It's more accurate to say that a person can cause a horse to react or be more reactive by getting tense, because horses are very in tune to our body language and even listen to us holding our breath as a sign of danger. But both can also happen independently. I've even "spooked" badly myself while on a horse, and not had the horse react at all.
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post #15 of 23 Old 11-25-2017, 05:29 AM Thread Starter
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My mare is one of trose that completely ignores my emotional state. I have issues with anxiety. It often happens that I'm a total wreck and she is completely chilled out. The few times she spooked I wasn't expecting it and I was just cruising along without a worry in the world. But I think that depends on the horse. Some are sponges for the rider emotions, others are more independent.
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post #16 of 23 Old 11-25-2017, 02:42 PM
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Well, we are getting off topic. Mature horses react according to their temperament, training, life experience and trust and confidence plus respect for their human.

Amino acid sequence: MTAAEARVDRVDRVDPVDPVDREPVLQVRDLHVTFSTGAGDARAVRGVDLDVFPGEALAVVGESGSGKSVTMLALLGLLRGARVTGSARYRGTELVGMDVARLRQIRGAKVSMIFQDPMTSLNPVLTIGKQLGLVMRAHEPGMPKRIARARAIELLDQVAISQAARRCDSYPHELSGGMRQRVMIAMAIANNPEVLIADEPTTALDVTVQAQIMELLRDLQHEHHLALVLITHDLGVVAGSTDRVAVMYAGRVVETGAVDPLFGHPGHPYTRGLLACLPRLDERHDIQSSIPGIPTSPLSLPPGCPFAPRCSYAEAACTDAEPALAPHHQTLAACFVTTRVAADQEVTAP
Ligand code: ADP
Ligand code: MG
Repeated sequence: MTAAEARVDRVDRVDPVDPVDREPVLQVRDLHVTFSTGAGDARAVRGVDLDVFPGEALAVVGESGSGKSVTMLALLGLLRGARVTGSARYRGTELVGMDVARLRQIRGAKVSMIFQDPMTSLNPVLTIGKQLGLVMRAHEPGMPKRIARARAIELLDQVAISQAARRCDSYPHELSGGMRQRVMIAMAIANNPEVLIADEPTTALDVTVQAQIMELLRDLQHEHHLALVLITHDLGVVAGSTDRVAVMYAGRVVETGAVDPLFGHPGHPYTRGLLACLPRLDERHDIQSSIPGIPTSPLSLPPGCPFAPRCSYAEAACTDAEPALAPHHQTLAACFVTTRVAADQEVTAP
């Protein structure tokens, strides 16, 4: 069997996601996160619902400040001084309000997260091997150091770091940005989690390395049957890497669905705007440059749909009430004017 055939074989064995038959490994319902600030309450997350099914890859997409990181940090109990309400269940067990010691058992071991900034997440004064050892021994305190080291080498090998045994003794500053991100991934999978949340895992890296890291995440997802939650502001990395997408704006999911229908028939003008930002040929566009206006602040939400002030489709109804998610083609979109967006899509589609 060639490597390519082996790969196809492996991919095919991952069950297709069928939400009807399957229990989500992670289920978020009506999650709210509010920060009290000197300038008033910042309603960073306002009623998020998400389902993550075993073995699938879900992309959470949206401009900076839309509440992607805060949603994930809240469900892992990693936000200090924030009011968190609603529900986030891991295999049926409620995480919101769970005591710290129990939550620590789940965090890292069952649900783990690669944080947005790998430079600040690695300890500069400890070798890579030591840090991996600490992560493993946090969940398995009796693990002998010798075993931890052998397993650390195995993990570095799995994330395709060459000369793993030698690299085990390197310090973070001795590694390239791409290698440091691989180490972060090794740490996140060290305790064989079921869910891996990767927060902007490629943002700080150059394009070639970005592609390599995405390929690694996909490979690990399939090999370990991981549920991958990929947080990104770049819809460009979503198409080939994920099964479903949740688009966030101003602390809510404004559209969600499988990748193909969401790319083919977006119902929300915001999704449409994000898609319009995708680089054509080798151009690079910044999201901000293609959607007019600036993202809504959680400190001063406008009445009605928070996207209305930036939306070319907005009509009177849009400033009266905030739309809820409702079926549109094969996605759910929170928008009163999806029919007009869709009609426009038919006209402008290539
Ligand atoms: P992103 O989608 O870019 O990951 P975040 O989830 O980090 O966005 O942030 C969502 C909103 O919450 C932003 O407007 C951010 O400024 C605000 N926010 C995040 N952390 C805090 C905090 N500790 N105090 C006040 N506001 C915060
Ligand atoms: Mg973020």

Foals are born with a clean slate of a mind, and curious of their surroundings
Their dam has great influence far as how they learn to react to their environment, plus a herd setting helps them to learn correct herd behavior
A foal has to learn that sticking his nose into a porcupine is not a positive thing, whereas an older horse often has already had that learning experience, thus avoids those beasts. Dr Millar, with his imprinting, suggested exposing new born foals to things like clippers, with the idea they then don't need to learn to fear clippers , when they are later re - introduced.
So yes, foals can appear very bold, because they have yet to learn from their peers,or though sampling their enviroment
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post #17 of 23 Old 11-25-2017, 03:46 PM
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Horses have a natural survival instinct that's built into them but some seem more alert to potential dangers than others. Even humans have a fear/flight survival instinct but we've become less tuned in to it and more inclined to use out brains to evaluate things rather than just running, though you see similar in horses.
A foal that's been handled from birth and used to the general goings on around a barn/yard isn't likely to have any fear at all of things that would cause a lot of anxiety to one that was dragged from the wild and plunged into it.